We put our heads together and in the calmer light of logic, and much ersatz coffee, solved the problem.
But Solha is a different, calmer dog today than she was a year ago.
That would be calmer Ottosson, an officer drummed out of the Navy after an episode of hilariously bad luck.
The rallies of the NUWSS were calmer affairs than those of Mrs. Pankhurst.
By contrast, a calmer birth would result in more regular star orbits.
He felt there was added a newer and calmer element of joy to his love.
My grandmother, when you are calmer, and when I myself am calmer, I will speak to you on this subject.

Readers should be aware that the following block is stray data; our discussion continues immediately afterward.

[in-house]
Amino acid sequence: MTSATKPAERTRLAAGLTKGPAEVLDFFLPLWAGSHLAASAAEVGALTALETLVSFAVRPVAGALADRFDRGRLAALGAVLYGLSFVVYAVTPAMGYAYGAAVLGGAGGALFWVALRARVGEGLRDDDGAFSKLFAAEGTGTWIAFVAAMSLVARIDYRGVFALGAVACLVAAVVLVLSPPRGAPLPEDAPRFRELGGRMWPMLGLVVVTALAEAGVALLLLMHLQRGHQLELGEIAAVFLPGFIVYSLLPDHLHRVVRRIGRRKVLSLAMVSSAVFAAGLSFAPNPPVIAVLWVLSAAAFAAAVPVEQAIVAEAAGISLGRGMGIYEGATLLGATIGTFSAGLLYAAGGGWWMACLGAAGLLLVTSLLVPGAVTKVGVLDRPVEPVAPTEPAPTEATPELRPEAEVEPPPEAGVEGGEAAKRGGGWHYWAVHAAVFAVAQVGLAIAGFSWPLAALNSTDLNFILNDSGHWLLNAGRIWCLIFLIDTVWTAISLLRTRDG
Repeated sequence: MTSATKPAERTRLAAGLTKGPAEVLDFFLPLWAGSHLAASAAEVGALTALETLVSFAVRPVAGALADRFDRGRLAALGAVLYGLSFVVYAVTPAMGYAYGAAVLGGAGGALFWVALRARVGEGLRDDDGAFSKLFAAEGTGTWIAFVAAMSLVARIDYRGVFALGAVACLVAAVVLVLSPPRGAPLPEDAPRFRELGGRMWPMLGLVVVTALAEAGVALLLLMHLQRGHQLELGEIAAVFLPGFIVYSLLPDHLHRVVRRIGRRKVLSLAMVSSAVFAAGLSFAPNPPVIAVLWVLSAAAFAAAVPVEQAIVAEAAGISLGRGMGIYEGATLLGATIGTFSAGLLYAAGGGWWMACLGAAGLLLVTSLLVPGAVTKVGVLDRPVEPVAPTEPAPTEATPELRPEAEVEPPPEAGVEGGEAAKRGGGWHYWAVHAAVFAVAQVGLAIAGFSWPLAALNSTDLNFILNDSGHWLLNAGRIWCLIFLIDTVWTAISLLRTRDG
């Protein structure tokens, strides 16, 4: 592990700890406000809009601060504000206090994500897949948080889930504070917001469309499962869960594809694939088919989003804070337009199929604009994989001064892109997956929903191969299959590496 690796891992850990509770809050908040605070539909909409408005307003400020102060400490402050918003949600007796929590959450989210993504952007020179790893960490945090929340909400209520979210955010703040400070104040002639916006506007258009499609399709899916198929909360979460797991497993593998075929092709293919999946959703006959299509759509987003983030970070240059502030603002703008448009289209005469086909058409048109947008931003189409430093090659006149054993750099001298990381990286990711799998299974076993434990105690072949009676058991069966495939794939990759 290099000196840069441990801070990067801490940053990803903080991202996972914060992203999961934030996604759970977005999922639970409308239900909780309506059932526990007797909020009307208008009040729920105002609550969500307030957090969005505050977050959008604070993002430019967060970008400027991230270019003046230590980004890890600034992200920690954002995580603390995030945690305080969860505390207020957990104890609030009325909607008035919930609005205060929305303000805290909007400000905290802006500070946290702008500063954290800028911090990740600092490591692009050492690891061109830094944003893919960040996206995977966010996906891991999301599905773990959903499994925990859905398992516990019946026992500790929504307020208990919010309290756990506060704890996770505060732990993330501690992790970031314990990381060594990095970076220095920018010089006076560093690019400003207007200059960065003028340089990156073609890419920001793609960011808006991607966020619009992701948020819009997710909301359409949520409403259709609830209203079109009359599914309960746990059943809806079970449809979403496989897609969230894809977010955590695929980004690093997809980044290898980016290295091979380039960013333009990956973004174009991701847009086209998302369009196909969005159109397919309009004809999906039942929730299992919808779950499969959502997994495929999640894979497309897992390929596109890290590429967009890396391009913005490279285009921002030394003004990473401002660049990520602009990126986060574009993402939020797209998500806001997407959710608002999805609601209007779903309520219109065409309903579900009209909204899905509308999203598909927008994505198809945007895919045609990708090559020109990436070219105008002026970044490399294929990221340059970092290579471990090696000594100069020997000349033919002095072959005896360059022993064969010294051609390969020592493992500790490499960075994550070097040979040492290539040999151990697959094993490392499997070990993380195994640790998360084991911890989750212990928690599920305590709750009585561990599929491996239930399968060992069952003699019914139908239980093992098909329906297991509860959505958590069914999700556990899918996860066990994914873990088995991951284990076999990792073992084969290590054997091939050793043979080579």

Inanimate objects are no calmer than passions and cares now seem to be, all laid asleep.
In calmer moments, such questions might be thought worthy of an answer.
Death, which seemed so arbitrary and reckless, is vindicated by our wiser and calmer judgment.
late 14c., from Old French calme "tranquility, quiet," traditionally from Old Italian calma, from Late Latin cauma "heat of the mid-day sun" (in Italy, a time when everything rests and is still), from Greek kauma "heat" (especially of the sun), from kaiein "to burn" (see caustic). Spelling influenced by Latin calere "to be hot." Figurative application to social or mental conditions is 16c.
late 14c., from Old French calme, carme "stillness, quiet, tranquility," from the adjective (see calm (adj.)).
late 14c., from Old French calmer or from calm (adj.). Related: Calmed; calming.